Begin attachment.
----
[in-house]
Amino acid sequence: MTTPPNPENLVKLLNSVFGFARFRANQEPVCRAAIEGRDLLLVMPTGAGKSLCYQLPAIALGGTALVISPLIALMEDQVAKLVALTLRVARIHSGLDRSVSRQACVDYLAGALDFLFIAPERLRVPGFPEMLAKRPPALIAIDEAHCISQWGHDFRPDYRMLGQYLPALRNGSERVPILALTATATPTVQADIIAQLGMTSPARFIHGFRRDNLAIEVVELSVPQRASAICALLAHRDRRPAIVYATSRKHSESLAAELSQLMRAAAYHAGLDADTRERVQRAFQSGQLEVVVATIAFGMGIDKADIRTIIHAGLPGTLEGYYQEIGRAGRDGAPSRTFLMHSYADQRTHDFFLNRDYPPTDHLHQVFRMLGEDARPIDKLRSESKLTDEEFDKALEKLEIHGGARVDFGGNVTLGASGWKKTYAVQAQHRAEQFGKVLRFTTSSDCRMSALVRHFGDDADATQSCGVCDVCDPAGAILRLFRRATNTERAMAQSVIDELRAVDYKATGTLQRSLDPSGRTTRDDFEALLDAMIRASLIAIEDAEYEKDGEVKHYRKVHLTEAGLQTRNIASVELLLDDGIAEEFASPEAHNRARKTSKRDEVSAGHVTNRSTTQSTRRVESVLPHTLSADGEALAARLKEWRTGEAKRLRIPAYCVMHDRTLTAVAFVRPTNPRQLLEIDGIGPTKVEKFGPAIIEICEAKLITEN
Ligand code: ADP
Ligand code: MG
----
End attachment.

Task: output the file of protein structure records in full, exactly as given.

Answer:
[in-house]
Amino acid sequence: MTTPPNPENLVKLLNSVFGFARFRANQEPVCRAAIEGRDLLLVMPTGAGKSLCYQLPAIALGGTALVISPLIALMEDQVAKLVALTLRVARIHSGLDRSVSRQACVDYLAGALDFLFIAPERLRVPGFPEMLAKRPPALIAIDEAHCISQWGHDFRPDYRMLGQYLPALRNGSERVPILALTATATPTVQADIIAQLGMTSPARFIHGFRRDNLAIEVVELSVPQRASAICALLAHRDRRPAIVYATSRKHSESLAAELSQLMRAAAYHAGLDADTRERVQRAFQSGQLEVVVATIAFGMGIDKADIRTIIHAGLPGTLEGYYQEIGRAGRDGAPSRTFLMHSYADQRTHDFFLNRDYPPTDHLHQVFRMLGEDARPIDKLRSESKLTDEEFDKALEKLEIHGGARVDFGGNVTLGASGWKKTYAVQAQHRAEQFGKVLRFTTSSDCRMSALVRHFGDDADATQSCGVCDVCDPAGAILRLFRRATNTERAMAQSVIDELRAVDYKATGTLQRSLDPSGRTTRDDFEALLDAMIRASLIAIEDAEYEKDGEVKHYRKVHLTEAGLQTRNIASVELLLDDGIAEEFASPEAHNRARKTSKRDEVSAGHVTNRSTTQSTRRVESVLPHTLSADGEALAARLKEWRTGEAKRLRIPAYCVMHDRTLTAVAFVRPTNPRQLLEIDGIGPTKVEKFGPAIIEICEAKLITEN
Ligand code: ADP
Ligand code: MG